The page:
During the first quarter of 2012 there were six developments in Sino-Vietnamese relations that illustrate tensions continued to roil the South China Sea territorial disputes. These incidents may be characterized as more or less routine or simply everyday security tensions. Both Vietnam and China immediately protested any action by the other party in disputed areas lest silence be construed as acquiescence. The six incidents are as follows: On January 12, 2012 Chinas Ministry of Agriculture announced its annual fishing ban in the South China Sea from May 16-August 1 and threatened to punish any fishing vessels violating the ban. This prompted an immediate protest by Vietnams Foreign Ministry to Chinese diplomatic officials. Vietnam stated it had sovereign and jurisdictional rights over the Exclusive Economic Zone and continental shelf over both the Paracel and Spratly islands.44

41 42 43 44

Xinhua, Senior Official Expects Stronger China-Vietnam Ties, February 14, 2012. Cheng Guangjin, Better ties hold key to S China Sea disputes, China Daily, February 14, 2012 Xinhua, China, Vietnam agree to further cooperation, Peoples Daily, February 15, 2012

Deutsche Press-Agentur, Chinese fishing ban stokes protest from Vietnam amid sea dispute, January 20, 2012.

11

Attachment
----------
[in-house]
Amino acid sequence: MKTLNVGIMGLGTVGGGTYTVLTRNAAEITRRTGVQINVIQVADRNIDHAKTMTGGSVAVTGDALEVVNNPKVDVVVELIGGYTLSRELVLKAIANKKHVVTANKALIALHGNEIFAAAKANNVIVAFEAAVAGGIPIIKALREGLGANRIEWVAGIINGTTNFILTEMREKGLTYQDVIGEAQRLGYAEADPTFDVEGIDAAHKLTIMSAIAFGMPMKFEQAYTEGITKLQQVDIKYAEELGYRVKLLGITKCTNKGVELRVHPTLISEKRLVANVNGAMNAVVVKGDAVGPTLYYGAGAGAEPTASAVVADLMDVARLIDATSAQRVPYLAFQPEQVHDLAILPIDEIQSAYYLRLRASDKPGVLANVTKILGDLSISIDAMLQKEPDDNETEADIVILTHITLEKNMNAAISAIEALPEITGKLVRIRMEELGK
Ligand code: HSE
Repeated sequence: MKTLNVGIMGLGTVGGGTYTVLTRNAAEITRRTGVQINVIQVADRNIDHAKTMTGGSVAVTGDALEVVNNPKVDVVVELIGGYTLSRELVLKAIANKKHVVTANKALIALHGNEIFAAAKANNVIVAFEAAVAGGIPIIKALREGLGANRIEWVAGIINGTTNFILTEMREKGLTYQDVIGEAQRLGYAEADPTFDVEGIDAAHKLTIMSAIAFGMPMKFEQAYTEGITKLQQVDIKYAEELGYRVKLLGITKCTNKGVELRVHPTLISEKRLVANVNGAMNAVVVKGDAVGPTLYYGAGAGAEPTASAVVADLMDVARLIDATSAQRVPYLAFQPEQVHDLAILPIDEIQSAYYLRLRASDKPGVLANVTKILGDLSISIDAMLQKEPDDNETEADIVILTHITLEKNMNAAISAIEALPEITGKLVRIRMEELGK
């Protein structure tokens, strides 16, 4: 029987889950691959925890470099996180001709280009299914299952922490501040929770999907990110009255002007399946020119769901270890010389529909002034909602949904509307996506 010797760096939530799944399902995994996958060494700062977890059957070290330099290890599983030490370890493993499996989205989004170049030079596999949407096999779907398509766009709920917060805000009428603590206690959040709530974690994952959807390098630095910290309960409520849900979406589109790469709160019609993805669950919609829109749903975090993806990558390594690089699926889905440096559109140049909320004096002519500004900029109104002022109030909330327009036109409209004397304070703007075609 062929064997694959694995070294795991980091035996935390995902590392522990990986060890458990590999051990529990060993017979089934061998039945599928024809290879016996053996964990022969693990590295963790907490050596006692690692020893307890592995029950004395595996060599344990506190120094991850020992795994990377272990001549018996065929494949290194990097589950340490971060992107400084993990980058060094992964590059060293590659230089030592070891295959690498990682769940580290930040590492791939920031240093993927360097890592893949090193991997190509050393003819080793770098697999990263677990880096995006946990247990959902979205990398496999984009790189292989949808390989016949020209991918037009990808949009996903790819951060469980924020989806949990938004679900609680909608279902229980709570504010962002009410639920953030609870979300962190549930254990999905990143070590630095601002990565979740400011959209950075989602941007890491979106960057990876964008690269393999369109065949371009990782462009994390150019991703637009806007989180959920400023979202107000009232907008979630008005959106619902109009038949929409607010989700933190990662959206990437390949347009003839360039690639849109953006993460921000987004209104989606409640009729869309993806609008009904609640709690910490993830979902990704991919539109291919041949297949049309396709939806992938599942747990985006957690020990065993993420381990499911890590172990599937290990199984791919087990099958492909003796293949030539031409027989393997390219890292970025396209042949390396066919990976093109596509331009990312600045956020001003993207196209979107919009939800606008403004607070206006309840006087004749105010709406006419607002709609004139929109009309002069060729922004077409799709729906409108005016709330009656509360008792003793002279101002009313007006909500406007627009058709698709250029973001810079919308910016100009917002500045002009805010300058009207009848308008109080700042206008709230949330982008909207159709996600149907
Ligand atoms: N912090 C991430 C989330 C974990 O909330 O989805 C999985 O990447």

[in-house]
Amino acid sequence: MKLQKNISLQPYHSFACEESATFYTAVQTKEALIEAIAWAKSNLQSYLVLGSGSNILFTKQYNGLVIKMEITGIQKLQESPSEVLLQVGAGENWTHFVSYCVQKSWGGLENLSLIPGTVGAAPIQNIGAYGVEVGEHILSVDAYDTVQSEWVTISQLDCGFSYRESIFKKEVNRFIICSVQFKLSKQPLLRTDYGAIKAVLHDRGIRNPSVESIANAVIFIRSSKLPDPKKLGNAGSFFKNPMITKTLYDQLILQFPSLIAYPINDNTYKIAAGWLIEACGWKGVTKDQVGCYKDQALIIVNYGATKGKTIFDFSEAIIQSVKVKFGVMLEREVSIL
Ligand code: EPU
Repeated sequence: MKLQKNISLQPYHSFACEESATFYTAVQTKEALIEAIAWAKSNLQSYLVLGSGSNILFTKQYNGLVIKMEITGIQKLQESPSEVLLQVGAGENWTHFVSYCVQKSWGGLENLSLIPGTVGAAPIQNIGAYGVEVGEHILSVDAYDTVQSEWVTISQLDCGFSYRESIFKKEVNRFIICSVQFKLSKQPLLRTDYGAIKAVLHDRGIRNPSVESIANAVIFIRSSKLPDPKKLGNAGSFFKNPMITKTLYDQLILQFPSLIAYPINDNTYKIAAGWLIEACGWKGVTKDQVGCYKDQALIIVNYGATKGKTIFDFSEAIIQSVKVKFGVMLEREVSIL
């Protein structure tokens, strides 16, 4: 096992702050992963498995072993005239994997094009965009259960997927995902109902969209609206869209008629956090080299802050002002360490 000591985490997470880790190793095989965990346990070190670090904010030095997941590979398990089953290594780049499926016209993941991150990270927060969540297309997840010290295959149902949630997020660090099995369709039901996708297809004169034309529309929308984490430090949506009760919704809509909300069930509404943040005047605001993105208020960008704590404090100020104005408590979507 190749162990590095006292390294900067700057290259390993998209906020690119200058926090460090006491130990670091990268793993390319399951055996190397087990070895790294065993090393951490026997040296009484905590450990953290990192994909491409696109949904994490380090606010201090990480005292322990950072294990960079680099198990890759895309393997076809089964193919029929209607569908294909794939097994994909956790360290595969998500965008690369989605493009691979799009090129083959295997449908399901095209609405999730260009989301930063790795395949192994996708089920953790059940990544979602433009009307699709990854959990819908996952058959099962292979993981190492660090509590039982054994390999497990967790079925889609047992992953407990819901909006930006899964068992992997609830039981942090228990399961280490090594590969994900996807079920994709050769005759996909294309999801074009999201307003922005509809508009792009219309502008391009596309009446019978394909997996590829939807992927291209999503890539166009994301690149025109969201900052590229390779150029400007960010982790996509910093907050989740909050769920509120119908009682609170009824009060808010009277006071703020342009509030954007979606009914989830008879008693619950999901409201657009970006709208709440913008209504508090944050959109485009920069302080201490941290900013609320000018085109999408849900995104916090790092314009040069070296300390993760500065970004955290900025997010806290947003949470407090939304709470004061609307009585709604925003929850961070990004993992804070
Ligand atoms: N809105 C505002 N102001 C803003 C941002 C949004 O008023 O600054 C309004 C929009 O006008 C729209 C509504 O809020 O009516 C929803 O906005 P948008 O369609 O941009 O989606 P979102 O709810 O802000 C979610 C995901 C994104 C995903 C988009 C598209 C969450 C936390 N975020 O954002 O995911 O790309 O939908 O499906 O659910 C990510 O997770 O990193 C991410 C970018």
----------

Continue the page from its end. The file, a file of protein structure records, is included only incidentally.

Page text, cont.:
Perhaps the most serious incident in the first quarter of the year took place on February 22 when Vietnam alleges that a Vietnamese fishing craft was shot at and damaged by a China Marine Surveillance vessel near the Paracel Islands. The Vietnamese alleged that the Chinese tried to rob the eleven Vietnamese fishermen and blocked them from seeking refuge in a storm. Vietnam lodged a formal protest with the Chinese Embassy in Hanoi demanding compensation and an end to attacks on fishermen. China reported that a China Marine Surveillance ship carried out a routine patrol in waters around Xisha (Paracel) Islands and denied that any shooting incident took place.45 On March 3, 2012 Chinese authorities detained twenty-one Vietnamese fishermen and their two boats for fishing in waters near the Paracel islands. Chinese authorities demanded payment of 70,000 yuan (US $11,000) for their release.46 Vietnams Foreign Ministry officials handed a protest note to the Chinese Embassy. Chinas Foreign Ministry offered this view: [r]ecently, more than 100 Vietnamese fishing boats entered the waters around the Paracel Islands for illegal fishing. Unable to drive them off, relevant Chinese authorities investigated and dealt with a Vietnamese fishing boat and 21 fishermen in accordance with the law... China has irrefutable sovereignty over the Paracel Islands, and there is no dispute over this. Vietnamese fishing activities infringe on Chinas sovereignty and maritime rights.47 On March 9, 2012 an official from the Policy and Regulation Division of the Hainan Tourism Development Commission announced that his commission would work with the National Administration of China to expand tourist activities in the Paracel archipelago. 48 Earlier, on November 22, 2011, Hunan Province government authorities reportedly issued a license to a travel company to send tourists to the Paracel Island. This action was immediately protested by a Vietnamese Foreign Ministry spokesperson who declared that every foreign activity that occurs there without the countrys permission is a violation of its sovereignty.49